Search

Amazon Rainforest Flowers

Flowers in the Amazon Rainforest make up the largest biodiversity component of the entire forest. There are a great many different species including the firm favorites, the orchids, as well as lesser known but equally attractive species. Amazon Rainforest flowers have their own ways of attracting rainforest pollinators & tourists alike. If you’re after the largest species in the world’s rainforest, you can see the article on rainforest flowers, including the Titan Arum and Rafflesia.

Amazon Flowers – Orchids

Prosthechea fragrans
Photo by Luis Pérez on Flickr

Orchids are favorites to spot for tourists in the Amazon Rainforest and there are many to find. The orchid family is the second most diverse flower family there is. The pictured species (Prosthechea fragrans) is found frequently in the Amazon, such as by the Tahuayo River in northern Peru. This species is one of the most abundant orchids in the Amazon Rainforest. As the name implies, this orchid is very fragrant and can often be found by smell alone before the orchids are seen. They sometimes grow densely around particular trees covering the trunk and branches.

Monkey Brush

Prosthechea fragrans
Photo by Dinesh Valke on Flickr

The Monkey Brush Vine (Combretum rotundifolium) is a colorful flower to see in the Amazon Rainforest. You can see their fantastic coloration in the above photograph where a humming bird, the plant’s pollinator, has come to sip the flower’s nectar. The flowers have long colorful stamens which leads to their common name of Monkey Brush.

Oncidium

Oncidium
Photo by Sunoochi on Flickr

This attractive flower is another orchid in the Oncidium genus from in western South America.

Passion Flower

The next section is about the Amazon passion flowers, a favorite flower to spot in the Amazon. These are are different colors and some, such as the red variety below, seemingly explain their passionate name, but the name really refers to something a little more subtle.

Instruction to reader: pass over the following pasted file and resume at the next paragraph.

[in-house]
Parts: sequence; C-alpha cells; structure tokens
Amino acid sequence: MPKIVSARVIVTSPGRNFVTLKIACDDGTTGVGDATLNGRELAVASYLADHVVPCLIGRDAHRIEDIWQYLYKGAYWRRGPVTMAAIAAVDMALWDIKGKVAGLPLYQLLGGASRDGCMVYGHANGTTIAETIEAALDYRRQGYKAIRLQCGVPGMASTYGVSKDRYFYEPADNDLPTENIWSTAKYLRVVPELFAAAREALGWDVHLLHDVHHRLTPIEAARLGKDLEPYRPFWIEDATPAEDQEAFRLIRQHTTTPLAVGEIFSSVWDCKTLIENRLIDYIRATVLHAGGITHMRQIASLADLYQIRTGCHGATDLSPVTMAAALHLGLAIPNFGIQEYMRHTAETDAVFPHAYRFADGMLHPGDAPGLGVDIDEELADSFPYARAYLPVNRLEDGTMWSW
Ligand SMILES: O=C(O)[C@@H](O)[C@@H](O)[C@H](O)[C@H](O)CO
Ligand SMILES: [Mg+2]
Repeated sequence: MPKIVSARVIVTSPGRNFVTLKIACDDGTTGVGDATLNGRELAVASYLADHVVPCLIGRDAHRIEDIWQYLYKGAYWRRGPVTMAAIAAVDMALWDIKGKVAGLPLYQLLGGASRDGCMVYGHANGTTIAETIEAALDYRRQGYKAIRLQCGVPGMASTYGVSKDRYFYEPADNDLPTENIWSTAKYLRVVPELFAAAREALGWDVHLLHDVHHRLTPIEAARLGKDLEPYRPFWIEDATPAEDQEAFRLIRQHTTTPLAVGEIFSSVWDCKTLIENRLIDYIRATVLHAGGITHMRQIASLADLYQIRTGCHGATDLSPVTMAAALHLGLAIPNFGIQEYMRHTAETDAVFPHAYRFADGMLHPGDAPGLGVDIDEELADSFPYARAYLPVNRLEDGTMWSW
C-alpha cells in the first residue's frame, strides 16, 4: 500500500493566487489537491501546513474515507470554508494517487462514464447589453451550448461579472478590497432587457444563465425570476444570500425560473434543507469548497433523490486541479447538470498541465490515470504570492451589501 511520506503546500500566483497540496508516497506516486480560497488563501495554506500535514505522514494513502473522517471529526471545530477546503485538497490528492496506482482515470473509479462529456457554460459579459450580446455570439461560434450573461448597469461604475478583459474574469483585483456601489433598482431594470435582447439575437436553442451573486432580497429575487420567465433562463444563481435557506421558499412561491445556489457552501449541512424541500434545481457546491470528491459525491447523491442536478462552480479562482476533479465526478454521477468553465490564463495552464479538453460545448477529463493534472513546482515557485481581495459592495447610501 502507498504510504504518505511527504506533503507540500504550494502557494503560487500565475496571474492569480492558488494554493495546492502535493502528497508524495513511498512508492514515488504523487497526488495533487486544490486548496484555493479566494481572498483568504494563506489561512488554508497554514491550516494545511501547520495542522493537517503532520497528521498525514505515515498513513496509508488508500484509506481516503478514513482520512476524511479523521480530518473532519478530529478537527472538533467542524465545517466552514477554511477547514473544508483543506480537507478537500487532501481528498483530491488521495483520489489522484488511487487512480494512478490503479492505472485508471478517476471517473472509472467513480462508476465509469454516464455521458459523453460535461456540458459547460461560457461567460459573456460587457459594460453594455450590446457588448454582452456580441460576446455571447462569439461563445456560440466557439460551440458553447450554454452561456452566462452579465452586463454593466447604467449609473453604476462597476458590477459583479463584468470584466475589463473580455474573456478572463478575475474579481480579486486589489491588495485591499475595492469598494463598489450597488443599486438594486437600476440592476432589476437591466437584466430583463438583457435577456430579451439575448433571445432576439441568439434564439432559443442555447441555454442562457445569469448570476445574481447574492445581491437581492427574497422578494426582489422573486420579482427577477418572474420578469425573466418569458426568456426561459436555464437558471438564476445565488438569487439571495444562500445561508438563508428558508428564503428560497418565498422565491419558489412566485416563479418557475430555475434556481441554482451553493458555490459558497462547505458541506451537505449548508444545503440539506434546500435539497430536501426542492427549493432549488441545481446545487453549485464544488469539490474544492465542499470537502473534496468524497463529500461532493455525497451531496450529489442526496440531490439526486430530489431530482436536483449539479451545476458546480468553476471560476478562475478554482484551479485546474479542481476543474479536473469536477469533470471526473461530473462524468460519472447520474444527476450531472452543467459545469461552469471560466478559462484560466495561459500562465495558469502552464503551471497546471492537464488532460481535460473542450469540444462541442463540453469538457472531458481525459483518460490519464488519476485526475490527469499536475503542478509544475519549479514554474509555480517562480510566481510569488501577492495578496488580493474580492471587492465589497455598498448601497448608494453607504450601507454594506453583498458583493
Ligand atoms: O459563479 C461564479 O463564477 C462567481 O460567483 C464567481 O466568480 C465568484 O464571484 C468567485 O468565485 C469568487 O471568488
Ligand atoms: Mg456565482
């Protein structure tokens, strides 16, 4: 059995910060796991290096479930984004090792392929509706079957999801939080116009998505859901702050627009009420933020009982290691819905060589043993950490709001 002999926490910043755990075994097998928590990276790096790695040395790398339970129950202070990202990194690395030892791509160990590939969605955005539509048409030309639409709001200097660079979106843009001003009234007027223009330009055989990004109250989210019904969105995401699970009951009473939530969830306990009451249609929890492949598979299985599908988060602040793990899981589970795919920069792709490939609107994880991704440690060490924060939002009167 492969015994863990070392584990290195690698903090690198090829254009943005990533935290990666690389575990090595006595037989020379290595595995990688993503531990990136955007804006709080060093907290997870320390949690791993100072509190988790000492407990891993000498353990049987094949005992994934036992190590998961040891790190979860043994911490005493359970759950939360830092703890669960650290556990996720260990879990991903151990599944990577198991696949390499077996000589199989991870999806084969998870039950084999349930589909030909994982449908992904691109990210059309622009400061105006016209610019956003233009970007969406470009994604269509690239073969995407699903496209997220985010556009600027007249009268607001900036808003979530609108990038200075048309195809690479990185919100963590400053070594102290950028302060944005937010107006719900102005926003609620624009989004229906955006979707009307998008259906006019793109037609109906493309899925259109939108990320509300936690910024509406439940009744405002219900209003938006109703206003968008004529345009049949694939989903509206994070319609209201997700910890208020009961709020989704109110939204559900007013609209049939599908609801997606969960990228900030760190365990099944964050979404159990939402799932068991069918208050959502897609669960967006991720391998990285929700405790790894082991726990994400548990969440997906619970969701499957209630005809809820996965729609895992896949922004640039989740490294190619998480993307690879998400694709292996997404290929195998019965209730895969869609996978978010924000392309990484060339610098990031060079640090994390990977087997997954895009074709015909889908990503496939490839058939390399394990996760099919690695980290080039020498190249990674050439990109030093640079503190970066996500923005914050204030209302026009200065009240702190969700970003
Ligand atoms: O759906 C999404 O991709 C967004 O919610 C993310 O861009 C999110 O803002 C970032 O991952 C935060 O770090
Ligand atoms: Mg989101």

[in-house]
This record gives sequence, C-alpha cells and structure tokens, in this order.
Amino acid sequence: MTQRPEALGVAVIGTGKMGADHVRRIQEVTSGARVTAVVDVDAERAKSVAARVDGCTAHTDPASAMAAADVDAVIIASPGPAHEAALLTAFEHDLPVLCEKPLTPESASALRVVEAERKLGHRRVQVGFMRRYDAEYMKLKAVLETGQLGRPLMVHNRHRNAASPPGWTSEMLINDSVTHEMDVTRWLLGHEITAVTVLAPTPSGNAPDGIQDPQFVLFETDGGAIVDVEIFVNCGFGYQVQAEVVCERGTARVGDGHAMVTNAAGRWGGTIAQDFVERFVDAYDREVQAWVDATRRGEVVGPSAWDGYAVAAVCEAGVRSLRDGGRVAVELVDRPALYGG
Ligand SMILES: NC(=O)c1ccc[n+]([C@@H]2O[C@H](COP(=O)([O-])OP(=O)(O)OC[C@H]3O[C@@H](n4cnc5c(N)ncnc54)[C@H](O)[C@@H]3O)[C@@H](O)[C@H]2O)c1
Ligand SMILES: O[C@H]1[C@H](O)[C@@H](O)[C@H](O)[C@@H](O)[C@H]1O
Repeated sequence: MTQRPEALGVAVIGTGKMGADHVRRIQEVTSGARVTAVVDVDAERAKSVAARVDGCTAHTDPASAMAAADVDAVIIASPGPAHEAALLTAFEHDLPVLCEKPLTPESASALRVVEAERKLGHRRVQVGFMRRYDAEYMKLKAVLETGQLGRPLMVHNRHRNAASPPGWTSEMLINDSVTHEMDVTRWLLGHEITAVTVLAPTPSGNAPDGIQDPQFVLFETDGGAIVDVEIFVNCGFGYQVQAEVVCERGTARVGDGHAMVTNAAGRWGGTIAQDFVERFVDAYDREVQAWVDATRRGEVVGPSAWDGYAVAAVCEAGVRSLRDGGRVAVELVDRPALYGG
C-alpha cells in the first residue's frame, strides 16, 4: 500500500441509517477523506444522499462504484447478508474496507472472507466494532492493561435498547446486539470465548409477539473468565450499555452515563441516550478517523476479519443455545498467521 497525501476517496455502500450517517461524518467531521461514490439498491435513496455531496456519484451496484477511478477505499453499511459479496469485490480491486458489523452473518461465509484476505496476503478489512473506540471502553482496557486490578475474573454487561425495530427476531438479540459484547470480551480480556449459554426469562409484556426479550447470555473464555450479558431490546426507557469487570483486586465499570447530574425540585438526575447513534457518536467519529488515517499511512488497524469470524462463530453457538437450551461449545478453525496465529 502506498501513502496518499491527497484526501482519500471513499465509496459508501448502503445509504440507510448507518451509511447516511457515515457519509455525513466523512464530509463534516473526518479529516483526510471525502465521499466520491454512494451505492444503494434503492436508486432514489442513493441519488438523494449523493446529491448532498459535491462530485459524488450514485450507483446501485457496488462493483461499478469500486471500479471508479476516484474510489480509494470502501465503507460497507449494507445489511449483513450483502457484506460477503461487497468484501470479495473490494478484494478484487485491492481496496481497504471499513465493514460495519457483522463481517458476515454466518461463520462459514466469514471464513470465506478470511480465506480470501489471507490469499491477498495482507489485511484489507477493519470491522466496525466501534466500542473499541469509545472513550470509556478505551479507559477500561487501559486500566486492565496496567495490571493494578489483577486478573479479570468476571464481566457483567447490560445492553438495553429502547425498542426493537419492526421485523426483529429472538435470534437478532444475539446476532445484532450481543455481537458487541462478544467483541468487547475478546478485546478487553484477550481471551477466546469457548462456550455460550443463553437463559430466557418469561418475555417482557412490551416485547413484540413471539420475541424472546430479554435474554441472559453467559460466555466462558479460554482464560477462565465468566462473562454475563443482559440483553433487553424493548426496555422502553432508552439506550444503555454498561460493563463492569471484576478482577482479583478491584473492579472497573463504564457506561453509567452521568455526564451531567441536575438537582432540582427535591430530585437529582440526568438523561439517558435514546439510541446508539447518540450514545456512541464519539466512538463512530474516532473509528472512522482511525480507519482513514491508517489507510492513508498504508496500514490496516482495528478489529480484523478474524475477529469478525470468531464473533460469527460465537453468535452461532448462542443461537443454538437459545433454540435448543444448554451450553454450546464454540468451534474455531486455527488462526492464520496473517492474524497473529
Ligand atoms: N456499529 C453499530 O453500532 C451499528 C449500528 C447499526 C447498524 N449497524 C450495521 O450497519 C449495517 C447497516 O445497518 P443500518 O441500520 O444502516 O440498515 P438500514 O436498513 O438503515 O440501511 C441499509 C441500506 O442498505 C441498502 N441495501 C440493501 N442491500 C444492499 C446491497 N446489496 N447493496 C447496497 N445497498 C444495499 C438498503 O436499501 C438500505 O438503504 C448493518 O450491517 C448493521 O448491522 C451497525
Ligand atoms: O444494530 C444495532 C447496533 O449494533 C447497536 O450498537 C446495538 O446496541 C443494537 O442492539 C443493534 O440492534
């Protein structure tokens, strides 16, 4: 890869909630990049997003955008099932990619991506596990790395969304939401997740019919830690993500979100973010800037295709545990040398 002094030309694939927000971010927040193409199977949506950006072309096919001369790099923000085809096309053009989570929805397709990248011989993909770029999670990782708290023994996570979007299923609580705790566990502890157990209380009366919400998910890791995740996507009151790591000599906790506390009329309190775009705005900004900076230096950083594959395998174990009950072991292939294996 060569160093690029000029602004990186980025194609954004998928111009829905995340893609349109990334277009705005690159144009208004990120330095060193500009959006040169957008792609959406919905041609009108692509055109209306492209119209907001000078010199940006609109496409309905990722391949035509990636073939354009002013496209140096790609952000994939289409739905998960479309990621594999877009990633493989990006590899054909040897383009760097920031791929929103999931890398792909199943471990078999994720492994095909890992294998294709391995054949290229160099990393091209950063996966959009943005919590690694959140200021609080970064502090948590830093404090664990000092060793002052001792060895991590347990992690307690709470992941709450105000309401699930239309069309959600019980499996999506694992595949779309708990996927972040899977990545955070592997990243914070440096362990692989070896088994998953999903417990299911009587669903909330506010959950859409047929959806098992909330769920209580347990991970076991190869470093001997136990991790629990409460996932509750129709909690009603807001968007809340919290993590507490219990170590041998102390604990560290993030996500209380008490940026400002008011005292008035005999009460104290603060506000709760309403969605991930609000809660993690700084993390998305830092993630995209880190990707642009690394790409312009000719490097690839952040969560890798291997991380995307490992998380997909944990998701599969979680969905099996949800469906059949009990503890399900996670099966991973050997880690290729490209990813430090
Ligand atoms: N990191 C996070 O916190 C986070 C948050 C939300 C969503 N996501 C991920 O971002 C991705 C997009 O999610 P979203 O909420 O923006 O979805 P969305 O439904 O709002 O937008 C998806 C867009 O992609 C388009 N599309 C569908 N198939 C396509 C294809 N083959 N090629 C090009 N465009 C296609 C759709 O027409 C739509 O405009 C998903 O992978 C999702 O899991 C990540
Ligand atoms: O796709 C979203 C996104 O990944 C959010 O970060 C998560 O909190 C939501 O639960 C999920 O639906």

Passion Flowers are a favorite flower to see in the Amazon Rainforest and with their dramatic appearance it’s easy to see why. It is their appearance that led to the flowers name as the protruding colorful thorn-like structures were thought to resemble a crown of thorns worn by Jesus during his final period of life, which is known as the passion. Missionaries also attributed other structures of the flower to the crucifixion, such as lance-like petals. There are a variety of colors of the passion flower in South American forests from white through to a brilliant red.

Passion flower plants are either woody vines or shrubs and one known species, Passiflora mucronata, is pollinated by bats. The flower of this species is white as color is of little use if you’re attracting nocturnal pollinators.

Passion Flower
Photo by Kirt Edblom on Flickr

Passion flowers have been used in medicine as a sedative. Juice from the fruit has been used among South American indigenous groups to treat a range of ailments. The leaves are also used in traditional medicine to treat problems like insomnia and headaches. Of course, the majority of us are unknowingly familiar with the plant from the fruit of Passiflora edulis as a delicious flavoring for deserts, juice, or simply as the small, purple, hardened fruit with an unusual texture and intense flavor. Only fruit from Passiflora edulis native to south Brazil & Passiflora edulis flavicarpa native to Brazilian Amazon are known as ‘passion fruit’. Careful about picking wild fruit as the immature fruit is cyanogenic, which means they produce cyanide containing compounds. There is even a record of immature fruit from one species, Passiflora adenopoda, leading to fatal poisoning.

For other Amazon Rainforest flowers and plants, you can see this article on TourTheTropics.com

Books on Wildlife

Here is a selection of good books and guides on wildlife to help you learn more about animals and plants in their natural environment.

Write a response

Leave a Reply

Your email address will not be published. Required fields are marked *

Close
Thinkjungle.com © Copyright 2021. All rights reserved.
Close